The Budget and DLA: initial reactions

From a disability perspective, the big announcement in today’s Budget was the introduction of medical assessments for all DLA claimants from 2013-14.

The relevant paragraph is the following from the Budget document:

1.103 The Government will reform the Disability Living Allowance (DLA) to ensure support is targeted on those with the highest medical need. The Government will introduce the use of objective medical assessments for all DLA claimants from 2013-14 to ensure payments are only made for as long as a claimant needs them.

As I highlighted in my post on “Poverty, worklessness… and DLA?”, the government has established a narrative where it sees reforms to disability benefits as reducing welfare dependency and promoting work. This is reflected again on page 8 (pdf version) of the Budget document.

The same document also talks about a “fair and responsible benefit system” that supports those most in need without creating dependency for those would be better off in work (page 38, pdf version).

And the key motivation for all of this is revealed on page 24 (pdf version) of the Budget document:

The Government will also introduce measures to control spending on tax credits, housing benefit and disability benefits. [emphasis added]

To this end, the introduction of medical assessments for DLA is proposed to save £360m in 2013/14 and £1.075bn in 2014/15. Put another way, this is 2.9% and 8.5% respectively of the disability benefits bill for 2008/09 (which was £12.6bn).

There are several issues arising from this (these are judgments I hope to expand on as and when time allows):

1. The VAT increase affects everyone equally. However, the change from the Retail Prices Index to the Consumer Prices Index is only applied to benefits, thereby affecting disabled people. By dropping 2.1% per annum (RPI is currently 5.5% and CPI is 3.4%) the government is estimated to save £6bn per year by the end of the Parliament. The combined effect of the VAT increase and fiddling with the different prices indices represents a double whammy for disabled people.

(1a. I’m unclear at the moment if benefits are also going to be frozen, rather than rise at the rate of inflation. If so, this could be a triple whammy for disabled people. Anyone who knows more about this than me, please let me know.)

2. Introducing medical assessment suggests the Tories think people are faking disability to claim benefits. Once again, they’re confusing the care and support needs of disabled and older people with being in work. DLA simply recognises that there are extra costs associated with day-to-day living if you are a disabled person.

3. Part of the increase in DLA uptake relates to the fact more people are living independently rather than in a residential setting. Effectively cutting DLA risks reversing this rise in independent living.

4. I suspect the costs of administering medical assessments will be big. I’ve found some figures relating to the introduction of the Employment Support Allowance to support this argument, which I’ll blog later.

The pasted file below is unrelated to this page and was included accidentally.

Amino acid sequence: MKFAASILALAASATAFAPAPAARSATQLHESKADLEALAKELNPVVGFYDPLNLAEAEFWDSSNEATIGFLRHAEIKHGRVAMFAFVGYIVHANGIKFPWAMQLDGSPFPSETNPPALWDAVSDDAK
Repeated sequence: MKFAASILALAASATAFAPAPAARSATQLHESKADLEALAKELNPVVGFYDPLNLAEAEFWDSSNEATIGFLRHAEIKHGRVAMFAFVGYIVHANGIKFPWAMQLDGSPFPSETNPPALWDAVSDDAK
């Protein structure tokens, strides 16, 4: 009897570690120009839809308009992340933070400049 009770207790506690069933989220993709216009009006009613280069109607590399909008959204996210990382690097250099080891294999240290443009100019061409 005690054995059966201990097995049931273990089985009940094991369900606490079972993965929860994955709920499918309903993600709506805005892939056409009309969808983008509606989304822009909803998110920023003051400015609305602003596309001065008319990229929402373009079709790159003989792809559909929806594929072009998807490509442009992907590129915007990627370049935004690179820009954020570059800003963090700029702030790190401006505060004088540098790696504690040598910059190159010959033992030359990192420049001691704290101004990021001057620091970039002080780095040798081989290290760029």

5. The potential savings from introducing the medical assessment aren’t particularly big, in absolute or relative terms. This suggests to me that this move by the coalition government is ideological: they are out to get the “scroungers” rather than provide real support to people who need it.

6. By implying a financial cap on the support available through DLA, this is the start of a slippery slope: just look at what the restrictions on the ILF budget have meant in practice: no new applications to that fund until at least April 2011 (more details here)

7. There is no mention in the Budget of a similar approach to Attendance Allowance, which is essentially the same benefit as DLA but for a different age group (i.e. over 65s), and which actually costs more than DLA.

8. I suspect a reduced number of DLA benefit holders will place much more pressure on adult social care, where social care funding is already in a mess. This will compound the pressures on local government introduced by the difficulties the ILF is facing.

My overall conclusion is that disabled people will be much worse off as a result of the introduction of medical assessments for DLA, and that these are being introduced for ideological and not financial reasons.

More later.


Freezing the Council Tax

George Osborne’s Budget sop to the public, of freezing Council Tax for a year, is politics at its very worse. It takes the public for fools, in the hope that we’ll be so taken by saving £100 a year we’ll not notice the ideological cuts happening elsewhere.

Beyond the dodgy politics, the Council Tax freeze has a number of serious implications, represented by these questions:

  • What happens when the Council Tax freeze thaws out?
  • What does central government telling local government it has to freeze Council Tax mean for for localism?
  • Despite the gearing effect (Council Tax roughly makes up for only 1/4 of local government budgets), what impact will the freeze on Council Tax have on services provided by local government?
  • If central government is going to make up the shortfall, what other central government funding will stop to pay for it? “Efficiencies”? “Back-office costs”? “Consultants”?

Osborne has form in headline-grabbing tax announcements, as per his inheritance tax announcement three years back. The difference this time is that the nonsense he’s announcing will actually be put into effect.

What a frightening, frightening thought.